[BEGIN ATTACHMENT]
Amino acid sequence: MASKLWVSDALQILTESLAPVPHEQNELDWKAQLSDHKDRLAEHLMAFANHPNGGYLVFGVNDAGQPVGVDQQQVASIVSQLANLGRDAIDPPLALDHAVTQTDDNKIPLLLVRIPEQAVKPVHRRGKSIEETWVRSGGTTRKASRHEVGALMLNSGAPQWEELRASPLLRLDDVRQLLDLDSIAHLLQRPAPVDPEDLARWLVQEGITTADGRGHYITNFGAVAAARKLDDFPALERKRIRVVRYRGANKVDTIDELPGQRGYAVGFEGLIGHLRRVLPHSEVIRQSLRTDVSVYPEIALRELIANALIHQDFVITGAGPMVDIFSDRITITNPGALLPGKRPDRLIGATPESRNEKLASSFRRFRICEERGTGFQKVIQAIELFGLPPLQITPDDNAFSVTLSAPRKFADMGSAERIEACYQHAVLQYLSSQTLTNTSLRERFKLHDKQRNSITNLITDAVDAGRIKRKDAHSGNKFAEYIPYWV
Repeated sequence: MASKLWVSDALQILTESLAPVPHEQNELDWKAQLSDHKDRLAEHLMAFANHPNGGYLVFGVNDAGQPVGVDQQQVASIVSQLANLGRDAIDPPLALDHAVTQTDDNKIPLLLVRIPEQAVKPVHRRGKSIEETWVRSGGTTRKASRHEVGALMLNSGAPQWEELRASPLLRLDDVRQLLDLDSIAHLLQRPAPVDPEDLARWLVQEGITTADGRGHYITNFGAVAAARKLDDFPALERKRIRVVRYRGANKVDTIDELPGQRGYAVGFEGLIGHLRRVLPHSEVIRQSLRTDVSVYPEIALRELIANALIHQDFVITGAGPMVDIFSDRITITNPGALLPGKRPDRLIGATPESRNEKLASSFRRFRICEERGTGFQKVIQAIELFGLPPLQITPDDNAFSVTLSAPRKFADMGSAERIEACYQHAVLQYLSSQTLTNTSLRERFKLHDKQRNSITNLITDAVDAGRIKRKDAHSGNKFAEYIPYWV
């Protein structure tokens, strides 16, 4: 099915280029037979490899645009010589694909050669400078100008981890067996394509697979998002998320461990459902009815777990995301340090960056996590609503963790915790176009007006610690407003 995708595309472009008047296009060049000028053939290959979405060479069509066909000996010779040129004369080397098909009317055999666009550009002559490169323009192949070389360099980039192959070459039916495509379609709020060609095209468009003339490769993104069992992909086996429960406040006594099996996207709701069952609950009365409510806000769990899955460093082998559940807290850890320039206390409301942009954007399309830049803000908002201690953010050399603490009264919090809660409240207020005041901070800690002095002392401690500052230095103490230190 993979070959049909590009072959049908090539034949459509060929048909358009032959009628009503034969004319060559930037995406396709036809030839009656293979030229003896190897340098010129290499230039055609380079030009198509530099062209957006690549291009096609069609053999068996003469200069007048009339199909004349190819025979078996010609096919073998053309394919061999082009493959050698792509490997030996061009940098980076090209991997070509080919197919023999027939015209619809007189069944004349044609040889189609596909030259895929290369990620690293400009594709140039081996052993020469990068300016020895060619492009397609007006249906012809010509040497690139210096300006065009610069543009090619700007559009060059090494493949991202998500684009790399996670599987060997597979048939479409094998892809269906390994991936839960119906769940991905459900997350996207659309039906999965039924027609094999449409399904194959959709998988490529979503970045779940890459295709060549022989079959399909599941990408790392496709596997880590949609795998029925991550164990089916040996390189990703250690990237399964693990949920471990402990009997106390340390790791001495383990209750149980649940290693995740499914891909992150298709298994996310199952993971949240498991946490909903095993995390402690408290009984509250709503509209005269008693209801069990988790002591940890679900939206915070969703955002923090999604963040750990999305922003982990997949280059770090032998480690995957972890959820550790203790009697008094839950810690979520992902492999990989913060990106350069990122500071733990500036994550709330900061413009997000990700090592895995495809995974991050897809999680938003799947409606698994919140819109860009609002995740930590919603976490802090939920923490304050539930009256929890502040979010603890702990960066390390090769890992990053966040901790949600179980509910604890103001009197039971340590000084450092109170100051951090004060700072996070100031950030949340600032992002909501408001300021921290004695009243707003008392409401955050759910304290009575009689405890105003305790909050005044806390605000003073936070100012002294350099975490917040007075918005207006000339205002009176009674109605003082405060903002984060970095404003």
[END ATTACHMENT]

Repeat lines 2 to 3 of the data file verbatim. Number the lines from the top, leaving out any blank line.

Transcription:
Repeated sequence: MASKLWVSDALQILTESLAPVPHEQNELDWKAQLSDHKDRLAEHLMAFANHPNGGYLVFGVNDAGQPVGVDQQQVASIVSQLANLGRDAIDPPLALDHAVTQTDDNKIPLLLVRIPEQAVKPVHRRGKSIEETWVRSGGTTRKASRHEVGALMLNSGAPQWEELRASPLLRLDDVRQLLDLDSIAHLLQRPAPVDPEDLARWLVQEGITTADGRGHYITNFGAVAAARKLDDFPALERKRIRVVRYRGANKVDTIDELPGQRGYAVGFEGLIGHLRRVLPHSEVIRQSLRTDVSVYPEIALRELIANALIHQDFVITGAGPMVDIFSDRITITNPGALLPGKRPDRLIGATPESRNEKLASSFRRFRICEERGTGFQKVIQAIELFGLPPLQITPDDNAFSVTLSAPRKFADMGSAERIEACYQHAVLQYLSSQTLTNTSLRERFKLHDKQRNSITNLITDAVDAGRIKRKDAHSGNKFAEYIPYWV
């Protein structure tokens, strides 16, 4: 099915280029037979490899645009010589694909050669400078100008981890067996394509697979998002998320461990459902009815777990995301340090960056996590609503963790915790176009007006610690407003 995708595309472009008047296009060049000028053939290959979405060479069509066909000996010779040129004369080397098909009317055999666009550009002559490169323009192949070389360099980039192959070459039916495509379609709020060609095209468009003339490769993104069992992909086996429960406040006594099996996207709701069952609950009365409510806000769990899955460093082998559940807290850890320039206390409301942009954007399309830049803000908002201690953010050399603490009264919090809660409240207020005041901070800690002095002392401690500052230095103490230190 993979070959049909590009072959049908090539034949459509060929048909358009032959009628009503034969004319060559930037995406396709036809030839009656293979030229003896190897340098010129290499230039055609380079030009198509530099062209957006690549291009096609069609053999068996003469200069007048009339199909004349190819025979078996010609096919073998053309394919061999082009493959050698792509490997030996061009940098980076090209991997070509080919197919023999027939015209619809007189069944004349044609040889189609596909030259895929290369990620690293400009594709140039081996052993020469990068300016020895060619492009397609007006249906012809010509040497690139210096300006065009610069543009090619700007559009060059090494493949991202998500684009790399996670599987060997597979048939479409094998892809269906390994991936839960119906769940991905459900997350996207659309039906999965039924027609094999449409399904194959959709998988490529979503970045779940890459295709060549022989079959399909599941990408790392496709596997880590949609795998029925991550164990089916040996390189990703250690990237399964693990949920471990402990009997106390340390790791001495383990209750149980649940290693995740499914891909992150298709298994996310199952993971949240498991946490909903095993995390402690408290009984509250709503509209005269008693209801069990988790002591940890679900939206915070969703955002923090999604963040750990999305922003982990997949280059770090032998480690995957972890959820550790203790009697008094839950810690979520992902492999990989913060990106350069990122500071733990500036994550709330900061413009997000990700090592895995495809995974991050897809999680938003799947409606698994919140819109860009609002995740930590919603976490802090939920923490304050539930009256929890502040979010603890702990960066390390090769890992990053966040901790949600179980509910604890103001009197039971340590000084450092109170100051951090004060700072996070100031950030949340600032992002909501408001300021921290004695009243707003008392409401955050759910304290009575009689405890105003305790909050005044806390605000003073936070100012002294350099975490917040007075918005207006000339205002009176009674109605003082405060903002984060970095404003």